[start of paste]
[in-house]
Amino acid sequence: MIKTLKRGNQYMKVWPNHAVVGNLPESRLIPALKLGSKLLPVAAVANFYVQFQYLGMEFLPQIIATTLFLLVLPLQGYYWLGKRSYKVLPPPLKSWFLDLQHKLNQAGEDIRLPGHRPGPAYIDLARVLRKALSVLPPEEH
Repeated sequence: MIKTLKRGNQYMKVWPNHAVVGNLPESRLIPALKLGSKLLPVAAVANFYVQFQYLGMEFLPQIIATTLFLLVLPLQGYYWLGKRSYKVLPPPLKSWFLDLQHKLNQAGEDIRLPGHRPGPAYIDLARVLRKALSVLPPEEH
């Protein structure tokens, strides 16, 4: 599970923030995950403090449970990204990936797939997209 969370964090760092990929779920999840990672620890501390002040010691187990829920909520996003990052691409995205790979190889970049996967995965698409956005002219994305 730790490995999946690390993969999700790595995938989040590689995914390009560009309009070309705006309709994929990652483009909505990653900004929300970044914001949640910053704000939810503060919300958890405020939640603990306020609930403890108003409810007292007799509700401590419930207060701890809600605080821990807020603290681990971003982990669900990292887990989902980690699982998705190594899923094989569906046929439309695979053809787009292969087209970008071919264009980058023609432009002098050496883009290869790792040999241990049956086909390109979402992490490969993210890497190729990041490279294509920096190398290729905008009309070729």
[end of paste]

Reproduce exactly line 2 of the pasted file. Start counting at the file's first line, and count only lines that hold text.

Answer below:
Amino acid sequence: MIKTLKRGNQYMKVWPNHAVVGNLPESRLIPALKLGSKLLPVAAVANFYVQFQYLGMEFLPQIIATTLFLLVLPLQGYYWLGKRSYKVLPPPLKSWFLDLQHKLNQAGEDIRLPGHRPGPAYIDLARVLRKALSVLPPEEH